BERWICK REGISTER, November 23, 1938
The Story of The Mary Celeste

(By C. W. Moffatt in Maritime Advocate and Busy East)

The Story of the Nova Scotia brigantine “Mary Celeste,” one of the mystery ships of the Atlantic, has been written and dramatized but to this day the mystery surrounding her remains unsolved.

The ship was built by Joshua Dewis, of Spencer’s
Island, Cumberland County, and launched in 1860 as the “Amazon.” Seven years later she went ashore on the rugged coast of Cape Breton Island near Port Morien. Refloated and repaired she sailed again only to meet a similar fate on the coast of Maine.

An American syndicate purchased the grounded ship, made her seaworthy and changed her name to the “Mary Celeste.” Taken to
New York she was loaded with alcohol and set sail for Genoa on November 7th, 1872. Her departure was well remembered by the people on the dock at New York that November morning for there stood with them a seventeen-year-old girl who had recently married First Mate Albert G. Richardson, a native of Maine. With tears in her eyes she stood there waving a fond goodbye to her husband of less than a month. On board the “Mary Celeste” Captain Benjamin Briggs stood on the bridge looking out to sea while his wife and young daughter joined the First Mate in waving farewell to the lonely girl on the dock. As the brigantine spread her sails and disappeared from sight the spectators and the young bride on the dock turned away little knowing that they had seen the crew of eight and the Captain’s wife and daughter for the last time.

On December 4th, twenty-eight days later, the Captain of the “Dei Gratia” sighted the “Mary Celeste” off the
Canary Islands. She was drifting in a light breeze with sails set and apparently no one at the wheel. The “Dei Gratia” sent out a boat and the Captain and members of the crew boarded the brigantine. They found everything ship-shape with the exception of a loose hatch-cover which was stained with blood. Near by lay a sword smeared with blood. There was a broken rail, but everything else was in first class condition. In the Captain’s quarters breakfast was on the table untouched. The sextant and chronometer was missing. The ship’s log revealed that the last entry had been made on November 24th at , but offered no solution to the enigma.

The Captain of the “Dei Gratia” was not troubled by the mystery, the seas abound with them, so he took the “Mary Celeste” into
Gibraltar where she was manned by a new crew.

After the ship had docked at
Gibraltar many stories were circulated as to what had happened. Since then many explanations of the mystery have been offered. The most generally accepted belief is that on some morning between the 25th of November and the 4th of December, while the “Mary Celeste” was sailing along quietly and the captain and his family were at breakfast, there was a terrific explosion. This explosion may have resulted from an accumulation of alcoholic fumes in the hold. To account for the blood on the hatch cover and the sword, it is thought that a sailor must have been near the hatch with a sword in his hand when the explosion threw the hatch cover up at him causing the sword to pierce his body. It is further supposed that the suddenness of the explosion created a panic and in a few moments everyone including the Captain and his family were crowded into a single boat and lowered into the sea, the rail having been broken in the rush. As they pulled away from the “Mary Celeste” with great haste expecting she would instantly be blown to the winds by further gas explosions, a stiff breeze sprang up and carried her away. Too late they realized their mistake. They could see her in the distance sailing fast away. With the boat overcrowded and a gale rising, they presumably all met death by drowning.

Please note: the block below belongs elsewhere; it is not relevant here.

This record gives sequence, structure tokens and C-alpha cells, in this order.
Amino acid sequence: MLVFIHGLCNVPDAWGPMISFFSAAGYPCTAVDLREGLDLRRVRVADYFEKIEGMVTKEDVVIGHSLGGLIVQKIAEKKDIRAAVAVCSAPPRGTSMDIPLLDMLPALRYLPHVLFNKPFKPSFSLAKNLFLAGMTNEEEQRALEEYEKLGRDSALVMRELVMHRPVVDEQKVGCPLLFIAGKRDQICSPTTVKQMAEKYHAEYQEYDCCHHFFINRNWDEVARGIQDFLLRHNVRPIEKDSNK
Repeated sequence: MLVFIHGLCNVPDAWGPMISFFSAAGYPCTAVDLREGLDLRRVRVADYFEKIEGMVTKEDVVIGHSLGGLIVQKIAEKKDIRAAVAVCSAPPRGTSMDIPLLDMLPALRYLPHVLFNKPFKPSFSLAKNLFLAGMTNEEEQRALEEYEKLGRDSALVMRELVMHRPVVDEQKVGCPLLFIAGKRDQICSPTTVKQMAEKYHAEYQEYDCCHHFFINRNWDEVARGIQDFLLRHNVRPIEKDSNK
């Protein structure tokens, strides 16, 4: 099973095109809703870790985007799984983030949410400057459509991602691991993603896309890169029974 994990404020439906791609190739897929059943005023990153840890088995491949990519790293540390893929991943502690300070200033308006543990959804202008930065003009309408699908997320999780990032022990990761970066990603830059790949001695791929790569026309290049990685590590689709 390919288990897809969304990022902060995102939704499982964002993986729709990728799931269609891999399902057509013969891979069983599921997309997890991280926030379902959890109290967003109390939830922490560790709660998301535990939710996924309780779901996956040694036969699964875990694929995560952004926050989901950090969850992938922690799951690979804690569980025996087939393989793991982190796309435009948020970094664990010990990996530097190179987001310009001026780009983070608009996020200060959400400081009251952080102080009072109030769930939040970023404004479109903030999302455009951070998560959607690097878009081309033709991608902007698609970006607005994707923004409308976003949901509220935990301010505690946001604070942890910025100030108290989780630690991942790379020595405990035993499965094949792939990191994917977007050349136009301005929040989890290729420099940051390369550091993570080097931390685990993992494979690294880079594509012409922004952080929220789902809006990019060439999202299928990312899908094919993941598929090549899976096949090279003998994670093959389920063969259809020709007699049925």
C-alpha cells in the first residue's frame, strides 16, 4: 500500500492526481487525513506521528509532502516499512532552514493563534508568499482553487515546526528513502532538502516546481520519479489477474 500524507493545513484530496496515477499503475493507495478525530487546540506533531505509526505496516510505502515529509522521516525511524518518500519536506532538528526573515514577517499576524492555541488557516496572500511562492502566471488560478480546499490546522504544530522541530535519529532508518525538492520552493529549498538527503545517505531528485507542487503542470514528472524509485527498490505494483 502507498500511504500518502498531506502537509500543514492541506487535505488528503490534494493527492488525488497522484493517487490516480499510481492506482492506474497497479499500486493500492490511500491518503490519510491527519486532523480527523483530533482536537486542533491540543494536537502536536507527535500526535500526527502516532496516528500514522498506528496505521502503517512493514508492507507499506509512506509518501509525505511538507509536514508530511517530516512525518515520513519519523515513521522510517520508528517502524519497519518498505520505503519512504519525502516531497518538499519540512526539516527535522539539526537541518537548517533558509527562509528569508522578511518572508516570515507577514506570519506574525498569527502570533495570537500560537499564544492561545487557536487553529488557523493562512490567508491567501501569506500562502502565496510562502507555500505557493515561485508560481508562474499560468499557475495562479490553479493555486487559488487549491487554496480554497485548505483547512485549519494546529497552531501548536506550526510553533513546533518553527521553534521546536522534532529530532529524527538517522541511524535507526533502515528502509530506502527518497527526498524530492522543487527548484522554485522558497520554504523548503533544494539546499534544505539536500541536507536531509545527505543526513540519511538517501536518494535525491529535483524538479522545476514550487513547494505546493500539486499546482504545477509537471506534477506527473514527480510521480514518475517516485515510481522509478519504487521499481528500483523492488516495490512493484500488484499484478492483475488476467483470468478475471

After she had been manned by a new crew at
Gibraltar and delivered her cargo of alcohol at Genoa the “Mary Celeste” returned to the United States. For the succeeding twelve years she was idle for want of cargo. In 1885 she sailed from Boston, Massachusetts, for Port au Prince and was wrecked off the coast of Haiti. $30,000 cargo insurance is said to have been collected by her owners.

There were eight persons beside the captain’s wife and daughter on board the “Mary Celeste” as she sailed from
New York on her ill-fated voyage. They were: Capt. Benjamin Briggs, his wife and daughter, of Marion, Massachusetts; Mate Albert G. Richardson, a native of Maine; Andrew Gilling and Edward William head, of New York City; Volkert Lorenzen, Arian Harbens, Bos Lorengo and Gottlieb Goodschaad, all of Germany.

Today the only authentic painting of the brigantine “Amazon” or “Mary Celeste” hangs in the
Fort Beausejour Museum, which is located near Sackville, New Brunswick. The question of what took place on board the “Mary Celeste” on that fall day, sixty-six years ago remains unanswered, a dark mystery of the sea.

Tuesday, December 15, 2009

Ancestry of Captain Benjamin Briggs

Benjamin Spooner Briggs was born 24 Apr 1835 in Wareham, Plymouth, MA and died at sea in Nov 1872.  He was the second son of five sons born to Captain Nathan Spooner Briggs and Sophia Matilda Cobb.